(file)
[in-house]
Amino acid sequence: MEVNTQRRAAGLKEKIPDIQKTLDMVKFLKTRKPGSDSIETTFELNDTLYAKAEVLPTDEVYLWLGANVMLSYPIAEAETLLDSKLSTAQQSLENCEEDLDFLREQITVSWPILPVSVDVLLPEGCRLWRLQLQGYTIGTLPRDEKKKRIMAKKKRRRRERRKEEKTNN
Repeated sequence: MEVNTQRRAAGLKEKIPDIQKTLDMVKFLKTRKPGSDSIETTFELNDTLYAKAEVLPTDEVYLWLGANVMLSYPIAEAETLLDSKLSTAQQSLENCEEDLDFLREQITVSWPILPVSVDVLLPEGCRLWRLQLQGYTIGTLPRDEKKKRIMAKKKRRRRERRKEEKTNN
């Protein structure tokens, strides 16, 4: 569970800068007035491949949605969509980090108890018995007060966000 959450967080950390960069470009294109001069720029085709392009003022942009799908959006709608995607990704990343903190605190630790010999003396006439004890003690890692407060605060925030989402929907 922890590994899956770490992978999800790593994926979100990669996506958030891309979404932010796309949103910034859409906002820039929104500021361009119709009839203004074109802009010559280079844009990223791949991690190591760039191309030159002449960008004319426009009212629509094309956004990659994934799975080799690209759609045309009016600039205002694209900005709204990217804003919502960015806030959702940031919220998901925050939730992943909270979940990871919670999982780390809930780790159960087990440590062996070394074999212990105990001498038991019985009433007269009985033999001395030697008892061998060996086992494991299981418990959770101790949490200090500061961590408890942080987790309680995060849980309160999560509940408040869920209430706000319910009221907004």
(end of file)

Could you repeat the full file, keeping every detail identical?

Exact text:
[in-house]
Amino acid sequence: MEVNTQRRAAGLKEKIPDIQKTLDMVKFLKTRKPGSDSIETTFELNDTLYAKAEVLPTDEVYLWLGANVMLSYPIAEAETLLDSKLSTAQQSLENCEEDLDFLREQITVSWPILPVSVDVLLPEGCRLWRLQLQGYTIGTLPRDEKKKRIMAKKKRRRRERRKEEKTNN
Repeated sequence: MEVNTQRRAAGLKEKIPDIQKTLDMVKFLKTRKPGSDSIETTFELNDTLYAKAEVLPTDEVYLWLGANVMLSYPIAEAETLLDSKLSTAQQSLENCEEDLDFLREQITVSWPILPVSVDVLLPEGCRLWRLQLQGYTIGTLPRDEKKKRIMAKKKRRRRERRKEEKTNN
């Protein structure tokens, strides 16, 4: 569970800068007035491949949605969509980090108890018995007060966000 959450967080950390960069470009294109001069720029085709392009003022942009799908959006709608995607990704990343903190605190630790010999003396006439004890003690890692407060605060925030989402929907 922890590994899956770490992978999800790593994926979100990669996506958030891309979404932010796309949103910034859409906002820039929104500021361009119709009839203004074109802009010559280079844009990223791949991690190591760039191309030159002449960008004319426009009212629509094309956004990659994934799975080799690209759609045309009016600039205002694209900005709204990217804003919502960015806030959702940031919220998901925050939730992943909270979940990871919670999982780390809930780790159960087990440590062996070394074999212990105990001498038991019985009433007269009985033999001395030697008892061998060996086992494991299981418990959770101790949490200090500061961590408890942080987790309680995060849980309160999560509940408040869920209430706000319910009221907004």